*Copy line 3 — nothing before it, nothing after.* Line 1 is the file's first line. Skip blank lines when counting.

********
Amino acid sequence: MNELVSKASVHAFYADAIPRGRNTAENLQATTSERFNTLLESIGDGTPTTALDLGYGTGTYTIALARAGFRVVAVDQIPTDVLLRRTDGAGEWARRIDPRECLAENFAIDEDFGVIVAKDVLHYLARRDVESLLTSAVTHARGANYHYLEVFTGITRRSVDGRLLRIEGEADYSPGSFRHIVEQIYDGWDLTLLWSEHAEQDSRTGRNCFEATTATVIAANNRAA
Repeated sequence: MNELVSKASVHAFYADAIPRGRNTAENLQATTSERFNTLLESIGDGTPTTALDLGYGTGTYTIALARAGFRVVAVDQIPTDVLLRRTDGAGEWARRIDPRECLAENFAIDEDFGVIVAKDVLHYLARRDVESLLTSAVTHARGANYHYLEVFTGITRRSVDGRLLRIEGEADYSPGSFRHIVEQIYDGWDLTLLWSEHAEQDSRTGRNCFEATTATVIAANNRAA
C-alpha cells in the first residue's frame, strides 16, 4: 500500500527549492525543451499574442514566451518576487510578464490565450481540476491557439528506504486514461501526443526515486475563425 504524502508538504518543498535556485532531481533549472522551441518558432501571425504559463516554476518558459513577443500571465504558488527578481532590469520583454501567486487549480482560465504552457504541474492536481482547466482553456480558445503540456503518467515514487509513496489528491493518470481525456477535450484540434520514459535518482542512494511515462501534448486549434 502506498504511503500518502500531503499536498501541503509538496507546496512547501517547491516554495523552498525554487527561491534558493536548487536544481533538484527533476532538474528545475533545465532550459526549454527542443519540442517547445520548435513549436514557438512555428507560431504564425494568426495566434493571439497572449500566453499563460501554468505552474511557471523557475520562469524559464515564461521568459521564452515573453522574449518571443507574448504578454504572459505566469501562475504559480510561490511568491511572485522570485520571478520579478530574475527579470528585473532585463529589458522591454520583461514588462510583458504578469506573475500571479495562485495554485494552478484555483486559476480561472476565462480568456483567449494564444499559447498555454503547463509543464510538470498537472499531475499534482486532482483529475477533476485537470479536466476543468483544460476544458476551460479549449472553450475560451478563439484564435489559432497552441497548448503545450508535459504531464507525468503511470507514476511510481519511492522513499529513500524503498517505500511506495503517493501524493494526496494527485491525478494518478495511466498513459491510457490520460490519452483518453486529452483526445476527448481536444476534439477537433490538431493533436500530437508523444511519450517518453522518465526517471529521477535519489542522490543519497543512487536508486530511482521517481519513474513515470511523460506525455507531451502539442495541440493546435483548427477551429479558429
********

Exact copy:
C-alpha cells in the first residue's frame, strides 16, 4: 500500500527549492525543451499574442514566451518576487510578464490565450481540476491557439528506504486514461501526443526515486475563425 504524502508538504518543498535556485532531481533549472522551441518558432501571425504559463516554476518558459513577443500571465504558488527578481532590469520583454501567486487549480482560465504552457504541474492536481482547466482553456480558445503540456503518467515514487509513496489528491493518470481525456477535450484540434520514459535518482542512494511515462501534448486549434 502506498504511503500518502500531503499536498501541503509538496507546496512547501517547491516554495523552498525554487527561491534558493536548487536544481533538484527533476532538474528545475533545465532550459526549454527542443519540442517547445520548435513549436514557438512555428507560431504564425494568426495566434493571439497572449500566453499563460501554468505552474511557471523557475520562469524559464515564461521568459521564452515573453522574449518571443507574448504578454504572459505566469501562475504559480510561490511568491511572485522570485520571478520579478530574475527579470528585473532585463529589458522591454520583461514588462510583458504578469506573475500571479495562485495554485494552478484555483486559476480561472476565462480568456483567449494564444499559447498555454503547463509543464510538470498537472499531475499534482486532482483529475477533476485537470479536466476543468483544460476544458476551460479549449472553450475560451478563439484564435489559432497552441497548448503545450508535459504531464507525468503511470507514476511510481519511492522513499529513500524503498517505500511506495503517493501524493494526496494527485491525478494518478495511466498513459491510457490520460490519452483518453486529452483526445476527448481536444476534439477537433490538431493533436500530437508523444511519450517518453522518465526517471529521477535519489542522490543519497543512487536508486530511482521517481519513474513515470511523460506525455507531451502539442495541440493546435483548427477551429479558429